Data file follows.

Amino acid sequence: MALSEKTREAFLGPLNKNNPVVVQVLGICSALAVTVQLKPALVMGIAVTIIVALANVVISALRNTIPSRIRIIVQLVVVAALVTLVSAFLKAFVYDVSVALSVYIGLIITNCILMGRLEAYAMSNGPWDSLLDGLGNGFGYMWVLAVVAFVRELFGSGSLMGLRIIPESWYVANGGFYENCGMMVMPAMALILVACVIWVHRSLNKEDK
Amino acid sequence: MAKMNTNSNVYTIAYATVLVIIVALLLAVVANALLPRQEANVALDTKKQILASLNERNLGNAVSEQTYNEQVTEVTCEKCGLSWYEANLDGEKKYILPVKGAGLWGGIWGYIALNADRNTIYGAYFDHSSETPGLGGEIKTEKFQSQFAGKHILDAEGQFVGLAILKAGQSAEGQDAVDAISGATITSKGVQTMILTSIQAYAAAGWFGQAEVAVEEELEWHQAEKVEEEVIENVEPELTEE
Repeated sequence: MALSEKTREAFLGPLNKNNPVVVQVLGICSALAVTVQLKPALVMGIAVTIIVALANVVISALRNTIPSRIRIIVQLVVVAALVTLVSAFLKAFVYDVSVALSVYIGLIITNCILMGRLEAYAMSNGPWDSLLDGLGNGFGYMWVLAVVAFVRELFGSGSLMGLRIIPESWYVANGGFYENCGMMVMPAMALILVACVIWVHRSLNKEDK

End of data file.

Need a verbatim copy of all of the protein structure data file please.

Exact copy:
Amino acid sequence: MALSEKTREAFLGPLNKNNPVVVQVLGICSALAVTVQLKPALVMGIAVTIIVALANVVISALRNTIPSRIRIIVQLVVVAALVTLVSAFLKAFVYDVSVALSVYIGLIITNCILMGRLEAYAMSNGPWDSLLDGLGNGFGYMWVLAVVAFVRELFGSGSLMGLRIIPESWYVANGGFYENCGMMVMPAMALILVACVIWVHRSLNKEDK
Amino acid sequence: MAKMNTNSNVYTIAYATVLVIIVALLLAVVANALLPRQEANVALDTKKQILASLNERNLGNAVSEQTYNEQVTEVTCEKCGLSWYEANLDGEKKYILPVKGAGLWGGIWGYIALNADRNTIYGAYFDHSSETPGLGGEIKTEKFQSQFAGKHILDAEGQFVGLAILKAGQSAEGQDAVDAISGATITSKGVQTMILTSIQAYAAAGWFGQAEVAVEEELEWHQAEKVEEEVIENVEPELTEE
Repeated sequence: MALSEKTREAFLGPLNKNNPVVVQVLGICSALAVTVQLKPALVMGIAVTIIVALANVVISALRNTIPSRIRIIVQLVVVAALVTLVSAFLKAFVYDVSVALSVYIGLIITNCILMGRLEAYAMSNGPWDSLLDGLGNGFGYMWVLAVVAFVRELFGSGSLMGLRIIPESWYVANGGFYENCGMMVMPAMALILVACVIWVHRSLNKEDK